I wish I could say that after looking the word “failure” for 30 seconds, I suddenly ran off to finish my memoir and bang out, like, 80 essays that I immediately submitted for publishing, but that’s not what happened. I wish I could say that I still don’t feel the sting of failure every day. But I do. But I’m glad that I can name the giants that I am facing. That way, one day, I’ll be able to clearly write their names on their tombstones.

I Wanna Go Deeper

This weekend, I submitted an essay to be included—if selected—in an anthology about the role of writers in our current political environment. And then I tossed and turned all night in between nightmares about spelling and formatting errors. Suffice it to say, I was a little anxious about submitting my work.

The normal thing to say here is that I was nervous about my work being judged or that I wouldn’t win the contest, so to speak. But, if there’s anything you’ve learned about me over the past few months, dear reader, is that I’m not *that* normal. I was anxious because I knew in my writer’s brain that the authors of the chosen essays went into the cavernous pits of their subjects and that I had not gone deep enough.

I’d asked for feedback on my essay from one of my memoir instructors at Gotham Writers Workshop in New York (and I cannot thank this instructor enough for taking the time to give me feedback, and while she had been sick, to boot!). One of her suggestions was to tie my personal story with the universal theme of the essay more closely. I’d upended the entire draft, accomplishing to the best of my ability what she’d explained, and I’d felt great about it…for about 12 hours, and many of those were spent sleeping.

As I re-read my work, I could feel my author self floating on the surface of the topic. I’d chosen to write about the trauma of one of my best friends dying, so I attribute some of the shallowness to that; I don’t particularly like re-living hurtful events, so my mind must have gone into a protective stance to allow me some distance as I discussed the trauma in writing. (I’m not going into detail about the piece because I just submitted it and don’t want to give anything away to the editor in a Google search.)

“Come on, Vonetta, you can go deeper,” I told—no, scolded—myself.

Why couldn’t I delve further into events that are eternally burned on my brain? Why couldn’t I remember some of the things my friend said to me that would have broadened the essay to a truly universal point? What was I afraid of?

I searched my mind for answers. It told me: The topic is painful and I don’t want to do that right now, and also, I feel inadequate. Do I really have the talent—yes, talent is necessary to join in matrimony personal and universal truths—to participate in this? Nope.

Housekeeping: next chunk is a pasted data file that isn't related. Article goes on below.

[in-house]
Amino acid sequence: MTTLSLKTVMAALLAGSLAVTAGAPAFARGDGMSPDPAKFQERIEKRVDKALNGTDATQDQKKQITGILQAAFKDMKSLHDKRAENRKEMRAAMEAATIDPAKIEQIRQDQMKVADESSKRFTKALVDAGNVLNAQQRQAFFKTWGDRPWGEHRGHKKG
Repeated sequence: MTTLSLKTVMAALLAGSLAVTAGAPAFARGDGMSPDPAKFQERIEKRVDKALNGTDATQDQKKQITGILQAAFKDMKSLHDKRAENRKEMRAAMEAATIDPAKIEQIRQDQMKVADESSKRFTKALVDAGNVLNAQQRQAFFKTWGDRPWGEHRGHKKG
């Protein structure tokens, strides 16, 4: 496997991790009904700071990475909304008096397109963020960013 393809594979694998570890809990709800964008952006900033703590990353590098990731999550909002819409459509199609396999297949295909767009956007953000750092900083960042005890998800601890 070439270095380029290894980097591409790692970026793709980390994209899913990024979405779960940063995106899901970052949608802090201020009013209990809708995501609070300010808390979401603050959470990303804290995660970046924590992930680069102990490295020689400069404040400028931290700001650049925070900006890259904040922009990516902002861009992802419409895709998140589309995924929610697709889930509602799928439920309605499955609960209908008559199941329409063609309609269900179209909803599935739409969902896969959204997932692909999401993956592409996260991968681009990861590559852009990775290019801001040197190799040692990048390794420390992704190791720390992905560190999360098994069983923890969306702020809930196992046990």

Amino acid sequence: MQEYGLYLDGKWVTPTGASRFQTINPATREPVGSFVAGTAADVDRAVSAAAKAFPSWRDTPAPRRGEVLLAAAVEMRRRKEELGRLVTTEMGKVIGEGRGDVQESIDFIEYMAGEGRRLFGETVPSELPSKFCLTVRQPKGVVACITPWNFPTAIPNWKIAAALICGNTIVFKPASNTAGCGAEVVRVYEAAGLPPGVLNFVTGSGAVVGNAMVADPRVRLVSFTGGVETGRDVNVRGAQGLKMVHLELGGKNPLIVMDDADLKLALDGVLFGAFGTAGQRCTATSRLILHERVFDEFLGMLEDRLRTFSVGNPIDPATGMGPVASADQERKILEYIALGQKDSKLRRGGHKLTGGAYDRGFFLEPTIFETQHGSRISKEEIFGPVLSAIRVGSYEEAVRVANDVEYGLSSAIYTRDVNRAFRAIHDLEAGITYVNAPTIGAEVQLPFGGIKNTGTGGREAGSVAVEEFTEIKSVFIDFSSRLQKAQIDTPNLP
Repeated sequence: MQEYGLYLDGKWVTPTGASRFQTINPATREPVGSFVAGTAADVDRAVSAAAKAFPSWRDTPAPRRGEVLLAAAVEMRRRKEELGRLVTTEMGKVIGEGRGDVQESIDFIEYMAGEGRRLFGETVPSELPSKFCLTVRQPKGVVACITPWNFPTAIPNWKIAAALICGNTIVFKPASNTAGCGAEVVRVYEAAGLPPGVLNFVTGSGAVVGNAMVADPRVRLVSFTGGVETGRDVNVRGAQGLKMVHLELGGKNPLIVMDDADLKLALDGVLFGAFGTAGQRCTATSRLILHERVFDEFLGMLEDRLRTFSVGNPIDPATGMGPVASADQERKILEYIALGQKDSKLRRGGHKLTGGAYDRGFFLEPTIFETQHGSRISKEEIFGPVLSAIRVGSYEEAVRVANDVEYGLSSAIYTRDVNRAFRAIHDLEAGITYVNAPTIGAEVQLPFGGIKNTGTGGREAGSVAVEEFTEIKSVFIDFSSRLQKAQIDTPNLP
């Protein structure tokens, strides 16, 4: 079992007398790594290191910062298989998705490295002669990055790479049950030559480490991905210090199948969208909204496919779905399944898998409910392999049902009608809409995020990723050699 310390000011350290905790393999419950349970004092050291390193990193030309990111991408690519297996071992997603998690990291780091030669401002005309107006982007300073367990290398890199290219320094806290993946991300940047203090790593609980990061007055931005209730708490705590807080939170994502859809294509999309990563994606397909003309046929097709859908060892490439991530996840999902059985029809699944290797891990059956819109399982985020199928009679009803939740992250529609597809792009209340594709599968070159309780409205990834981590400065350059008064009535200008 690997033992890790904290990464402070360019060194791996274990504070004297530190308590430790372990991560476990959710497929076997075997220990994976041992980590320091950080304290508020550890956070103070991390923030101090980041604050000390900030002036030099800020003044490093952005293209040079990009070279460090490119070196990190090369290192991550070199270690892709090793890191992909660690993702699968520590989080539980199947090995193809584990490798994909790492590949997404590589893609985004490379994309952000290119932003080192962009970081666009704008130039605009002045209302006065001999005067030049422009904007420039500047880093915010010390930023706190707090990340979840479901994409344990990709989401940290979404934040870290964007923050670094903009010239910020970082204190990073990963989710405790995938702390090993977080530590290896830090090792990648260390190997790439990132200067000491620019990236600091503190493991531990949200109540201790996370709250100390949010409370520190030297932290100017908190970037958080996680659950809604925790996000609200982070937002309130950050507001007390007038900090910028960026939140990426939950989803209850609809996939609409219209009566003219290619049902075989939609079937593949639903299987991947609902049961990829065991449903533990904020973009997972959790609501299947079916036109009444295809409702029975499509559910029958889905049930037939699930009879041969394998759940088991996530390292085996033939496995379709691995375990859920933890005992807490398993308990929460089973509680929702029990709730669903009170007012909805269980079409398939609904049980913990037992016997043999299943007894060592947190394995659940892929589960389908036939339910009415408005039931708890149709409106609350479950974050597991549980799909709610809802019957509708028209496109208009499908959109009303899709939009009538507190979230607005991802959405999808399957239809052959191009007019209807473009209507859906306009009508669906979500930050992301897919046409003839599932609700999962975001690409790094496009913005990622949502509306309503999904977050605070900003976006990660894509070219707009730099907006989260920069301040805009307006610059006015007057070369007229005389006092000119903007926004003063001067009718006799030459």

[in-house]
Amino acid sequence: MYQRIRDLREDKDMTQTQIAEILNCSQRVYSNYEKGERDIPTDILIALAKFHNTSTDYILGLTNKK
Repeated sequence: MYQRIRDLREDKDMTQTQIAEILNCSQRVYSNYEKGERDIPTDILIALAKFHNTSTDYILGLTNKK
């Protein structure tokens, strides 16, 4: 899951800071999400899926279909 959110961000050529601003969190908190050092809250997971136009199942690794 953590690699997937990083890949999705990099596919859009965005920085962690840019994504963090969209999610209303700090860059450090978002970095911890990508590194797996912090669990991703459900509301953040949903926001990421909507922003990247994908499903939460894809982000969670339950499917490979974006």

So, friends, that’s where I am today, sitting in front of my laptop, trying to prove my Imposter Syndrome wrong.

Today, I’m going to read to give my writer’s brain a little break. Reading other people’s work gives me perspective on my own. This is not to say that I compare my work to other people’s; reading boosts my sense of empathy. It allows me to put myself in other people’s shoes, which, in turn, allows me to better understand myself.

Right now, I’m reading Donna Johnson’s Holy Ghost Girl, a memoir about a girl who travels with a tent revival group in the 1960s. My life is pretty different from Johnson’s (aside from all the Jesus; I had a lot of Jesus growing up), but reading her story is helping me identify some of my deepest unknown desires, such as recognition by parishioners for being the child of a pastor and the power that that position holds.

See—I’m making progress already. Take that, Imposter Syndrome.

AWP17 Recap: Writing Tips, Crisis Catalyst

Two weeks ago, I attended my ever first writers’ conference!

The Association of Writers & Writing Programs Conference & Bookfair is a huge affair, with 12,000 writers, editors, publishers, and agents descending upon a city to talk art and the business of art. There are easily 25 panels going on during each time slot from 9am to 5pm, AND THEN there are after-hours events, where the magic (of networking) happens.

I went to soooo many panels, and they were pretty helpful overall. Here’s some tips that I picked up that I found immeasurably beneficial:

  • “Memoir isn’t about what happened; it’s about what the f*ck happened,” said novelist and memoirist Dani Shapiro, quoting a teacher she’d once heard. That is to say, memoir isn’t just about what happened to you, it’s an examination of the impact on what happened to you, and what was going on in the world. That’s part of what makes memoir universal: the common bits beneath the extraordinary story of each individual.